Posted by: silverstar98121 | May 7, 2008

Nurse’s Day, 2008

Well, I had promised a turdy story for Nurse’s Day, but I am going to reneg. Daisy Fae’s post reminded me of this story, which I wrote some time ago. It is a true story, and I thought it would be good for Nurse’s Day.

I spent a lot of my life fearing people, and isolating myself from them. How I ever came to be a nurse is a mystery to me. I survived many years in nursing by being task-oriented and intellectual. But at some point in my emotional healing I decided I had to learn to love myself and other people. I decided to try to love the most unlovable person in my sphere. Miss Sally was my victim.
Miss Sally was a long-time resident of the nursing home where I worked, and definitely qualified as unlovable. She was misshapen by injuries to her left side that left her with an arm she couldn’t straighten, and a leg that was shorter than the other. Her face was every child’s vision of a witch, with a hooked nose, complete with wart, and piercing, beady blue eyes. Her hair was long and stringy, and often covered her face.
If her appearance wasn’t enough to scare you off, her demeanor was. She was a chronic schizophrenic who screeched when she was approached, and hit, kicked, spit and scratched when you attempted to care for her. She greeted everyone with “You will die and remain dead forever”, yelled over and over at the top of her lungs. Anti-psychotic drugs seem to work well for a lot of schizophrenics, they didn’t seem to touch Miss Sally. When you could get her to take them. The nursing assistants were frightened of her, and were rough with her because she was combative. And I wanted to love this woman.
I started out by saying “good morning” to her, and addressing her courteously as “Miss Sally”. I’d ask how she was, and compliment her if she had on a nice dress, or in one of her rare good mood, had let the
aides fix her hair attractively. At first I did this over her screeching, but eventually she began to listen to what I was saying, and answer quietly and appropriately. When the aides saw that she didn’t always screech at me, they too began to address her as Miss Sally, and speak to her courteously. We stopped walking her, and put her in a wheelchair, when we realized some of her combativeness came from the pain she had from walking with one leg shorter than the other, and she calmed down even more. Her good days became more frequent, and we began to have actual conversations. I told her I loved her, she was one of my favorite people, and like most of us who have been abused, she mistrusted it at first. I began to be able to touch her, and then to hug her. She began asking the nursing assistants for hugs and kisses when they put her to bed. She no longer asks if she will be “safe and secure for all time” very often. I haven’t heard her say “die and remain dead forever” for a long time. We haven’t changed her meds or increased the dose, just added high doses of tender, loving care.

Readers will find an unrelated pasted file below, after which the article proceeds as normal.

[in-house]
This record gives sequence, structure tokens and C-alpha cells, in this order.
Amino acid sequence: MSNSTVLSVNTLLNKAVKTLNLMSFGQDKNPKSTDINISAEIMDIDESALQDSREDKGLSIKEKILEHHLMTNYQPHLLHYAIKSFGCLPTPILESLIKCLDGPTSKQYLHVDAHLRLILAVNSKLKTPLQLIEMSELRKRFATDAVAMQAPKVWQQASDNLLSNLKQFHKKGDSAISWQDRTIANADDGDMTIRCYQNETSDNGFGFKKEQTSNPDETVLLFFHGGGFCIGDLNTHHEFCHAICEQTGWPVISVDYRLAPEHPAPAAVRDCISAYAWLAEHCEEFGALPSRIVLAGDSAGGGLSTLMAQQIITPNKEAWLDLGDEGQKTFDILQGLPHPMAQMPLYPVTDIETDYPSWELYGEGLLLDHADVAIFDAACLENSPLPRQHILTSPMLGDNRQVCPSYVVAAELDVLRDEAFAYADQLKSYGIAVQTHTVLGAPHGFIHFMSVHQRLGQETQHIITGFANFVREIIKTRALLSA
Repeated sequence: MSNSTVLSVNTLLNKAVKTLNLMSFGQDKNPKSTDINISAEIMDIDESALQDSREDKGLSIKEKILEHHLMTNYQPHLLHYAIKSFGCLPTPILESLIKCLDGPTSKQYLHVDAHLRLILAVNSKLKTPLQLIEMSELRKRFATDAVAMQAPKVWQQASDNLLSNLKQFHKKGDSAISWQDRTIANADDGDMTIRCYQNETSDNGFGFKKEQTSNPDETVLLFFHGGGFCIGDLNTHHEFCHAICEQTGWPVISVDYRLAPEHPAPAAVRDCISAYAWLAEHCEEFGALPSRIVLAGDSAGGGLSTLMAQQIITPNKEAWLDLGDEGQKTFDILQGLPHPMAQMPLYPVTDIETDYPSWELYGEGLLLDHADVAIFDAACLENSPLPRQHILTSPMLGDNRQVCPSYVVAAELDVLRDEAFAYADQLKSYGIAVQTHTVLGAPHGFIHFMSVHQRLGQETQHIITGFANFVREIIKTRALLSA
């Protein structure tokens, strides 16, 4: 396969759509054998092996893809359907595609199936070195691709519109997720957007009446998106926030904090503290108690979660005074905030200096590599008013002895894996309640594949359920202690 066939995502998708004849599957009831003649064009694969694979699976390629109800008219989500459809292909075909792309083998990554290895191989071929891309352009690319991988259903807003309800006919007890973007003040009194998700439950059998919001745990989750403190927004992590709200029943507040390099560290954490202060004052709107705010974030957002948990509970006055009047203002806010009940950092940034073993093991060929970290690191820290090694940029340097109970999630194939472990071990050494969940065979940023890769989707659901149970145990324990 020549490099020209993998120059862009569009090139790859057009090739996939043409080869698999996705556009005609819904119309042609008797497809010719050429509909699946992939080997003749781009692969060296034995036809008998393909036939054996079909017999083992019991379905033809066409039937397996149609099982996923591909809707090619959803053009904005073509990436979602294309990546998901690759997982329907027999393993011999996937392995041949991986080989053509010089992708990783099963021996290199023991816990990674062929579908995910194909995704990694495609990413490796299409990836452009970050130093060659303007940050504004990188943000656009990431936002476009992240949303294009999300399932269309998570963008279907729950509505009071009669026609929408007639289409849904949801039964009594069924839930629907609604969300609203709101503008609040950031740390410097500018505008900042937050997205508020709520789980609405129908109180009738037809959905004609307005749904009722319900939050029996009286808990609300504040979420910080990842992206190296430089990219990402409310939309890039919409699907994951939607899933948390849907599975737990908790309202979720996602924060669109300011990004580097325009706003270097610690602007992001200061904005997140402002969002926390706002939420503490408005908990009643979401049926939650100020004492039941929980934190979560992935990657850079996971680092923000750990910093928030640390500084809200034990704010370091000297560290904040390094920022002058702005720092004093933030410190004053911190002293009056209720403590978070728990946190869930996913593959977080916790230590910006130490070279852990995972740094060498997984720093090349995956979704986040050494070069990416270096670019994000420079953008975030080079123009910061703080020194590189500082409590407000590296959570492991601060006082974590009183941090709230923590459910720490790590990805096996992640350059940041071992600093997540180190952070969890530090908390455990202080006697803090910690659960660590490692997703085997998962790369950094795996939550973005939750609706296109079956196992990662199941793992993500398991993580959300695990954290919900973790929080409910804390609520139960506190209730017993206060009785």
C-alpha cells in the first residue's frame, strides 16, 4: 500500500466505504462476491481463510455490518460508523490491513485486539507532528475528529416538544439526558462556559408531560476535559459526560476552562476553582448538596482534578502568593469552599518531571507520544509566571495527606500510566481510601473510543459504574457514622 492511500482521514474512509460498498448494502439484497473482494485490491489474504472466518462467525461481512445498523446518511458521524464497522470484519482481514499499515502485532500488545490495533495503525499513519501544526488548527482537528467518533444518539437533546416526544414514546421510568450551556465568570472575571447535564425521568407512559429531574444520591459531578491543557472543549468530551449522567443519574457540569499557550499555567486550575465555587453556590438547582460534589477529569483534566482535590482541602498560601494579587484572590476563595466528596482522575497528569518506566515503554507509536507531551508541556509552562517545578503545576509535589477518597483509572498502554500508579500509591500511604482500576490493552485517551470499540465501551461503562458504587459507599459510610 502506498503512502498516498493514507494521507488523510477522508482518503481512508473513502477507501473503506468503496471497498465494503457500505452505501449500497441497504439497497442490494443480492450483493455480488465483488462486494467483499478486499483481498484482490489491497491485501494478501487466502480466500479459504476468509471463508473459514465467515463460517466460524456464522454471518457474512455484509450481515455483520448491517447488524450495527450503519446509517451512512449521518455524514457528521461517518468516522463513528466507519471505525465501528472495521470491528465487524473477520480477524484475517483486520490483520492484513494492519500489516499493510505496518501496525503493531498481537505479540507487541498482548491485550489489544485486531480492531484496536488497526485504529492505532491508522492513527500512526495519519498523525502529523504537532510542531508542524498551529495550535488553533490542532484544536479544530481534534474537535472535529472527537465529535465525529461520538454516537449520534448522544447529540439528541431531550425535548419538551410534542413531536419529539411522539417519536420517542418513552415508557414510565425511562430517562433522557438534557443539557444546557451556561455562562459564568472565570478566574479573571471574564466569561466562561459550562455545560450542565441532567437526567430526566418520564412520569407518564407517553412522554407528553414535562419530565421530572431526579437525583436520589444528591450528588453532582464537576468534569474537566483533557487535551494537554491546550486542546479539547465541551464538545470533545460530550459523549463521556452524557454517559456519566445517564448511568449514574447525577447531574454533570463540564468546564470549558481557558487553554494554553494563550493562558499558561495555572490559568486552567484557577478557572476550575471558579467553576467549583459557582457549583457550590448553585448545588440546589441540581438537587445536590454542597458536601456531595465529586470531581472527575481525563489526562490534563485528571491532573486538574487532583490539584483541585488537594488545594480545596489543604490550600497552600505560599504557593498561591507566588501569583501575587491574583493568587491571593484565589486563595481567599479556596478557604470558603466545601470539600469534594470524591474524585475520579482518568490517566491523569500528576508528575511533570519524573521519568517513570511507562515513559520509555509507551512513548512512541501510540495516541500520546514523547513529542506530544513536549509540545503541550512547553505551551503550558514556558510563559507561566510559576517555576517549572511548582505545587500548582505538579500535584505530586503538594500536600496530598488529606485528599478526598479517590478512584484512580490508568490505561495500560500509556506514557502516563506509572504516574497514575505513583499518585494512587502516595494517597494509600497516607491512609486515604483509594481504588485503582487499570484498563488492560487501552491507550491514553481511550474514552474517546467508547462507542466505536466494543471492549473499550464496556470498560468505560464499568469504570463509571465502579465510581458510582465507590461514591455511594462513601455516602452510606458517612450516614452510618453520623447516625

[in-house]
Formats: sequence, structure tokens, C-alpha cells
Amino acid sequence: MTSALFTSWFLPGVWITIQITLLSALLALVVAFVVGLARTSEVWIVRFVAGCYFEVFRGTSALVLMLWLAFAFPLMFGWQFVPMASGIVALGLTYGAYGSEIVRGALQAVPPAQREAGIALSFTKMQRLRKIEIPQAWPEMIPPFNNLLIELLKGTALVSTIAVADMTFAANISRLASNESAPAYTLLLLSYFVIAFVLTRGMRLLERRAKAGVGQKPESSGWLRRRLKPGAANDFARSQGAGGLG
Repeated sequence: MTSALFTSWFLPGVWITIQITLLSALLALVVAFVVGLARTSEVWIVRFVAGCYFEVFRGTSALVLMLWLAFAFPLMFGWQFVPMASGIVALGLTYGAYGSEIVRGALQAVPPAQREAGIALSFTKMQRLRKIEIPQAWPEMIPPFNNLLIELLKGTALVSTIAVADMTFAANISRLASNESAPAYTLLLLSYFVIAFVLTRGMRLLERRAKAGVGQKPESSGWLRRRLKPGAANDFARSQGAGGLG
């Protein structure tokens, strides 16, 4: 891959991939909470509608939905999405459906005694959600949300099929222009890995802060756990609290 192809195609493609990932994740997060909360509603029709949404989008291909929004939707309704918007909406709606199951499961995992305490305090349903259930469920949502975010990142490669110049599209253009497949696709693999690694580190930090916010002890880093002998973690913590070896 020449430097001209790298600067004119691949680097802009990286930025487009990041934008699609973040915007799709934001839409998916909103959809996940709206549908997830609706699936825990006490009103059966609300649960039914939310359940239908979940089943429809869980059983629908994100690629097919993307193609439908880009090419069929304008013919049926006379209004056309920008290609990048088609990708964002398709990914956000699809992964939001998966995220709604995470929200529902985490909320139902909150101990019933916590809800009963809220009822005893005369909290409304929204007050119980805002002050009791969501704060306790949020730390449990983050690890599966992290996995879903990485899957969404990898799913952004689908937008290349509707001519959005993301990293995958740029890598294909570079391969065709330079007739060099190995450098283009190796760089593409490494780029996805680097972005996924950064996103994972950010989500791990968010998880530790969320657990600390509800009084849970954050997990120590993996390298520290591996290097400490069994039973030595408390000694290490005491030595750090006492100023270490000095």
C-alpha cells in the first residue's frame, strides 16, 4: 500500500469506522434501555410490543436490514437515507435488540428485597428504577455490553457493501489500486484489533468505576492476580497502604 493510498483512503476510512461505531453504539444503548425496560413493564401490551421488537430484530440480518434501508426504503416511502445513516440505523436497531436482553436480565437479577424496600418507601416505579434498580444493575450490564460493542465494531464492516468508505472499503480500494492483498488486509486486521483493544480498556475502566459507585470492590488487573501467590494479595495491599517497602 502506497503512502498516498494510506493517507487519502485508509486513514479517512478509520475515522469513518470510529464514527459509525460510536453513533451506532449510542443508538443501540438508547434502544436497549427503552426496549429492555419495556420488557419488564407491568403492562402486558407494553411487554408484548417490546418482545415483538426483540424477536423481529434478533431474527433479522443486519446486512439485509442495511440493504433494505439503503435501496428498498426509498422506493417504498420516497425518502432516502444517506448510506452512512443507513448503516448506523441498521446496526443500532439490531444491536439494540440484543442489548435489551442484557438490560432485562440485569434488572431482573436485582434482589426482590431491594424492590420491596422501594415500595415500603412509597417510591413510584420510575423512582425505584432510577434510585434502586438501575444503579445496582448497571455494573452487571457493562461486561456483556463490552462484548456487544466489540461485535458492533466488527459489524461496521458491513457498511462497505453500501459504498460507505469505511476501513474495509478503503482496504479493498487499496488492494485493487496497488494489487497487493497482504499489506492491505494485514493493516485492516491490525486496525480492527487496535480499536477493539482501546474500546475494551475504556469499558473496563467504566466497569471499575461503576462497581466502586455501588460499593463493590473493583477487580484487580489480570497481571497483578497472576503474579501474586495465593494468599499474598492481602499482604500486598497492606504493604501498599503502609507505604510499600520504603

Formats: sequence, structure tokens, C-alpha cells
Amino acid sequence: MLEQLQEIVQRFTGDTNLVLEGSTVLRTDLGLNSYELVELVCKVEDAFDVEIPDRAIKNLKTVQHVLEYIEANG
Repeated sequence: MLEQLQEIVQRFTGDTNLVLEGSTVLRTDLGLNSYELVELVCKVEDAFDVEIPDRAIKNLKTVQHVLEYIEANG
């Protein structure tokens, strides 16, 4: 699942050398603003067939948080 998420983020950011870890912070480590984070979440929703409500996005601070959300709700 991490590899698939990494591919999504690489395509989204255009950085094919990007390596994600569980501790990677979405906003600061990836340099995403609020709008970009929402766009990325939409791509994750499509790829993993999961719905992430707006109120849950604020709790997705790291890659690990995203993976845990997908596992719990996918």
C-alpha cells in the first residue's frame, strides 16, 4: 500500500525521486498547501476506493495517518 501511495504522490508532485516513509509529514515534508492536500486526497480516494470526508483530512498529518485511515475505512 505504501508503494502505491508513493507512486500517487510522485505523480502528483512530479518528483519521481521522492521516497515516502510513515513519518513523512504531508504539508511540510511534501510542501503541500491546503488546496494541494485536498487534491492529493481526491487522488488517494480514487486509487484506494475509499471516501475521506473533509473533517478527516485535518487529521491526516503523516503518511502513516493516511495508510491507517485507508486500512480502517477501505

By loving Miss Sally, I began to see that I was lovable too. My attitude toward people was different, and I began to focus more on healing and less on tasks. My life has been greatly enriched. If you want to heal your life and relationships, go find Miss Sally to love.


  1. we had a “Miss Sally” at the gimcrack too. she fitted your description exactly, except for the wart, but she only had ONE yellow tooth and refused to wear dentures.

    at one stage she was so floridly psychotic that the Public Guardian passed an order for her to be physically restrained so we could inject some meds.

    towards the end of her life she became much calmer and she used to let the staff tie her hair up in high braids or little pigtail bunches – she looked so cute, kind of like a crazy little gargoyle.

    she’d had an amazing life and could speak 5 languages though she mostly used her linguistic skills to malign our mothers 🙂

  2. I really think a lot of our Miss Sally’s problem was pain. I know from personal experience that pain can make you grumpy. It was rumored that Miss Sally had been institutionalized for much of her life, and had suffered her injuries at the hands of the staff in the institution.You can hardly blame her for being distrustful.

    Nurse Myra, I sometimes wished we had Public Guardians who could order meds to be injected. I am afraid our laws go in the opposite direction, and it is damned hard to get anything to protect the patient or staff. I could tell you stories.

  3. lovely story – your patience to the task is admirable… and the payoff? gold!

  4. You’re absolutely loveable and how your treated Aunt Sally proves so. Treating the inhuman–caused by either sickness or choice–in a humane way is true compassion.

  5. That was a perfect story for nursing day. I almost never have problems with people and I think its because my mother taught me to look at people as they would like to be seen–as the best they are. People respond to this with such relaxing of defenses–as you showed.

  6. Some of my favorite students were kids that no one else could stand enough to try and teach them. Attitude changes in most people usually start when attitudes towards them change

  7. […] They don’t stick in your mind, however. Unless they didn’t start out that way, like Miss Sally. Then you […]

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